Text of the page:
Supreme Court's LGBT discrimination decision hinges on the text of the Civil Rights Act

When it comes to both race and gender and gender identity and sexual orientation, we should think back to President Kennedy's words about freedom.
Image: President Lyndon B. Johnson signs the Civil Rights Act as Martin Luther King Jr. looks on at the White House in 1964.
President Lyndon B. Johnson signs the Civil Rights Act as Martin Luther King Jr. looks on at the White House in 1964.Universal History Archive / via Getty Images
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By Jessica Levinson, professor at Loyola Law School

On Tuesday, the U.S. Supreme Court will hear arguments that may ultimately decide whether employees are protected from workplace discrimination because of their gender identity or sexual orientation, and if so, when. These are not constitutional cases — they depend almost entirely on how narrowly or broadly the Supreme Court will interpret the word “sex” in the Civil Rights Act of 1964.

The answer to that question has left conservatives making a liberal argument, and liberals making a conservative one. These cases have created an upside-down world in which liberals are arguing to ignore Congress’ intent when it passed the law, and conservatives are claiming the court should look behind the text.

These cases have created an upside-down world in which liberals are arguing to ignore Congress’ intent when it passed the law, and conservatives are claiming the court should look behind the text.

Sixty years ago, an employer could demote or fire you because you were a woman, a racial minority, or a member of a disfavored religion, and there was no federal law to stop that. But in 1964, Congress passed one of the most consequential federal laws in our country’s history. The year before, President John F. Kennedy proposed a sweeping federal rights law, proclaiming, "This Nation, for all its hopes and all its boasts, will not be fully free until all its citizens are free.” Kennedy thus directly tied our country’s struggle for freedom and independence to the struggle of all citizens for the same.

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President Lyndon B. Johnson pushed, cajoled and strong-armed lawmakers into passing the legislation. A key portion of the law banned discrimination of employees based on race, color, religion, sex or national origin. But the word “sex,” was not originally supposed to be part of the law. Lawmakers did not initially intend to protect women from employment discrimination under the Civil Rights Act. In fact, other parts of the law did not address or protect women.

Gender protections were added in an attempt to kill the bill before it was passed, by Rep. Howard Smith, D-Va. Smith suggested a one-word addition to the law prohibiting employment discrimination – sex. Luckily, Smith’s effort backfired spectacularly, and the Civil Rights Act was more robust than he or others ever intended.

Thanks in part to the misguided mission of Smith and his brethren, here we are in 2019, with the Supreme Court hearing three related cases that will decide what exactly it means to prohibit employment discrimination on the basis of sex.

The three cases will basically ask two questions. First, does the Civil Rights Act of 1964 prohibit discrimination against transgender people (either because they are transgender or because of stereotypes about how people of a certain gender are supposed to act)? And second, does the Civil Rights Act prohibit discrimination based on sexual orientation?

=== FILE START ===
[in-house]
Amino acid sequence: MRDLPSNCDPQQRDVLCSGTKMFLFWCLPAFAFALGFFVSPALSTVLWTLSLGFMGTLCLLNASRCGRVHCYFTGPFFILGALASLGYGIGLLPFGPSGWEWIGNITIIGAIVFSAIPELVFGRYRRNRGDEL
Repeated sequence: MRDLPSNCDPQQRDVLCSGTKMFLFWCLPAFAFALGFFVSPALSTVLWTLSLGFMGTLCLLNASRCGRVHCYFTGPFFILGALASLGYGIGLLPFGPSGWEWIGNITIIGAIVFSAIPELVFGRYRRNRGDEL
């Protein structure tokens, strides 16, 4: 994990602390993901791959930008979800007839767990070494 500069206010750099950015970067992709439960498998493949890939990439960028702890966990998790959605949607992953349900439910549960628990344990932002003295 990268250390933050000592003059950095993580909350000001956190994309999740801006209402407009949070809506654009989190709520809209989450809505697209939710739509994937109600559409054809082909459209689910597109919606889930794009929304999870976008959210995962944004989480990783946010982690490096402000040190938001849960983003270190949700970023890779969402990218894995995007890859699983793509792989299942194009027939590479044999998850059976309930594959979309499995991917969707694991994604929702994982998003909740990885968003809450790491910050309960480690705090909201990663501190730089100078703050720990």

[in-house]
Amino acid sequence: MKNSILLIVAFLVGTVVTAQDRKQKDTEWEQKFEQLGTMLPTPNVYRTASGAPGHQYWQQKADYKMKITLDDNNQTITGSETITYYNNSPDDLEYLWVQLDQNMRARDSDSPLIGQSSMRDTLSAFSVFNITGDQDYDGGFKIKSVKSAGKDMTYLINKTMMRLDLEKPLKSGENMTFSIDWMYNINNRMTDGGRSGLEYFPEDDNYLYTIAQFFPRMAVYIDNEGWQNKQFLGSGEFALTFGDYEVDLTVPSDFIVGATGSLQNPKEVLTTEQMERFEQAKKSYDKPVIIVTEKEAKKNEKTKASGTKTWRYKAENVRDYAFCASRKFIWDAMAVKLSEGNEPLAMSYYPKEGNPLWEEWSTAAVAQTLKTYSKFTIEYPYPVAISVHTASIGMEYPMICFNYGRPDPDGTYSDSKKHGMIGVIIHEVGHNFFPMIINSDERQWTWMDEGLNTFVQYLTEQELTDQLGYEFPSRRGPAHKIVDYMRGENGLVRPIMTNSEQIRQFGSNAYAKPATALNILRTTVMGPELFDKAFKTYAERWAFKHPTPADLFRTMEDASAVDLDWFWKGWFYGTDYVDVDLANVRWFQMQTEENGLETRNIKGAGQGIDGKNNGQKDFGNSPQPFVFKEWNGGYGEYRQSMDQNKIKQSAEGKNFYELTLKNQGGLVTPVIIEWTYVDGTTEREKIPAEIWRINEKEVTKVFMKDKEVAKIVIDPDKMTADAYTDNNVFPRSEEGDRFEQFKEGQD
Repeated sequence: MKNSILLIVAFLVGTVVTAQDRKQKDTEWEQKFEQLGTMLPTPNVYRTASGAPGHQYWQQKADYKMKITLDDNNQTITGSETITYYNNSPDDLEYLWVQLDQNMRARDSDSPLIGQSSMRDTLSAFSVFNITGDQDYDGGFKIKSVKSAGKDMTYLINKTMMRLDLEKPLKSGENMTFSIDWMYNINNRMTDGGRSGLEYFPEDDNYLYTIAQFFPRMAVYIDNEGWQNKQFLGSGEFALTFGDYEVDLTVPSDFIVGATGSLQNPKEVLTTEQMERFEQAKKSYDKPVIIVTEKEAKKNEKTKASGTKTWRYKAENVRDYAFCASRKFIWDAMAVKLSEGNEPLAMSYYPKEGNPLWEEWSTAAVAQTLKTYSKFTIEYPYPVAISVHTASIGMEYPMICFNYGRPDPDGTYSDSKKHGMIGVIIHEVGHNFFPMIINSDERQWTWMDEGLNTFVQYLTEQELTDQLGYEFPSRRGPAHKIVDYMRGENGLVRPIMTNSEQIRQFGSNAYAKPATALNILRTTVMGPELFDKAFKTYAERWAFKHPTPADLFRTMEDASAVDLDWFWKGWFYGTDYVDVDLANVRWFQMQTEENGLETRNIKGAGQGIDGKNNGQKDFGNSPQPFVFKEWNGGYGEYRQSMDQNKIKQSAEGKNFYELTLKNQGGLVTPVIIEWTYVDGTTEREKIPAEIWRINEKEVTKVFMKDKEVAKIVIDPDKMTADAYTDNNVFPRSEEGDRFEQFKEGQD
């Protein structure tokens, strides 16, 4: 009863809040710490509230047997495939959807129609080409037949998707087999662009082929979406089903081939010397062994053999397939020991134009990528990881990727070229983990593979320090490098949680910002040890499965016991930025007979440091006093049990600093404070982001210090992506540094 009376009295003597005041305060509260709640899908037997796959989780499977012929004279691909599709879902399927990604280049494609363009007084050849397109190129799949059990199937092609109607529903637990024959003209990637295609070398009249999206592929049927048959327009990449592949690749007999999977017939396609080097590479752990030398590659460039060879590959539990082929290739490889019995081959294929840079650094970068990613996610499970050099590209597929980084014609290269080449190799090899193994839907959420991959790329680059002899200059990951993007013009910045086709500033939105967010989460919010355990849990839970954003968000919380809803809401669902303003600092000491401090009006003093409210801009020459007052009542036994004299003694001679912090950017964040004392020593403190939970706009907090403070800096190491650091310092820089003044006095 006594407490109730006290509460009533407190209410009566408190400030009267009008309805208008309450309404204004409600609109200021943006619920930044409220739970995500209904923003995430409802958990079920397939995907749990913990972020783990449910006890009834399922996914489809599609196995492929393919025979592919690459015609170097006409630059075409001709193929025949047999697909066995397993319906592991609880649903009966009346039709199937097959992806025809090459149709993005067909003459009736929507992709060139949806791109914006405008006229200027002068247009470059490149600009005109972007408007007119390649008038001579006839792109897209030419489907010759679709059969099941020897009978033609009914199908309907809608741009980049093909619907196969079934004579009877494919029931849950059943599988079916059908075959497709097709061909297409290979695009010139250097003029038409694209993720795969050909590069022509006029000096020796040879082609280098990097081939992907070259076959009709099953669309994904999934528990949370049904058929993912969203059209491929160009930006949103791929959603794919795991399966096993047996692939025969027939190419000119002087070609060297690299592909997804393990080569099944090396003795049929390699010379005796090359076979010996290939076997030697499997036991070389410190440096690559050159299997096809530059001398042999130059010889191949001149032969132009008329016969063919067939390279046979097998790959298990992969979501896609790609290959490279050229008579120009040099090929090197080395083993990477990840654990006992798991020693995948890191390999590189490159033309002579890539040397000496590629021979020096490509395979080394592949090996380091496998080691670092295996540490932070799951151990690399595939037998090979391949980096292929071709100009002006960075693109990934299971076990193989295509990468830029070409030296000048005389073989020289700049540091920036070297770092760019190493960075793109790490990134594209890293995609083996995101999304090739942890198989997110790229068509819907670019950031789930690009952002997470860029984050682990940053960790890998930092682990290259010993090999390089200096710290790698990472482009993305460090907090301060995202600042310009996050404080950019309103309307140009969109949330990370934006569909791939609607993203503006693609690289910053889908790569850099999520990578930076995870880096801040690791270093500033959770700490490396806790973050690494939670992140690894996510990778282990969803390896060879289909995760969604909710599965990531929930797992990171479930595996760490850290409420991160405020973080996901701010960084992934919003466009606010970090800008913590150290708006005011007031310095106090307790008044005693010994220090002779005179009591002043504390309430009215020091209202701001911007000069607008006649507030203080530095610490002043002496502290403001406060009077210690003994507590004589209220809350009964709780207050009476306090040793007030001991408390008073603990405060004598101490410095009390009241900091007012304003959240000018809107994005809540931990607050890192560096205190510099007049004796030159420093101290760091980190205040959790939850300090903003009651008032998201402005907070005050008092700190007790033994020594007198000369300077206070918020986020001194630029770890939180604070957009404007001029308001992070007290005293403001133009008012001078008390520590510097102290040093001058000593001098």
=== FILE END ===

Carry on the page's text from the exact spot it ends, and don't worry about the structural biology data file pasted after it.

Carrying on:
As a matter of policy, LGBT rights should be situated clearly within the larger struggle for civil rights, and discrimination on the basis of gender identity or sexual orientation should be outlawed in every workplace.

In trying to answer to those questions, conservatives and liberals have switched positions. Typically, conservative judges and lawyers adhere to the idea that in determining the meaning of words in a law, you look only at those words. You do not look at the context in which the law was passed, or congressional intent. This is called textualism.

Liberal judges and lawyers, however, generally believe that it is appropriate to look beyond the words of the law and at the history and context around the law. But there was no such thing as sexual orientation protections in the 1960s, when the Civil Rights Act was passed, so “sex” in the history and context of the law was not meant to apply to LGBT Americans.

As a matter of policy, LGBT rights should be situated clearly within the larger struggle for civil rights, and discrimination on the basis of gender identity or sexual orientation should be outlawed in every workplace in our nation. In 1967, the Supreme Court struck down laws that prevented a white person from marrying a black person. In 2015, the Supreme Court struck down laws that prevented a man from marrying a man, or a woman from marrying a woman. Many of the same arguments are recycled to allow discrimination both on the basis of race and sex.

As a matter of legal interpretation, there are arguments on both sides of this question. The outcome of the Supreme Court cases will depend on whether a majority of the court interprets the word “sex” to mean only if you are born male or female, or to include the broader concepts of gender identity and sexual orientation.

But the country need not rely on five members of the Supreme Court to determine whether workers are free from discrimination on the basis of gender identity or sexual orientation. Instead, Congress could and should just insert those four words — “gender identity” and “sexual orientation” — into the Civil Rights Act, where they belong. When it comes to both race and gender and gender identity and sexual orientation, we should think back to Kennedy’s words. Our country is not free if our citizens are not free from discrimination. The same reasoning applies.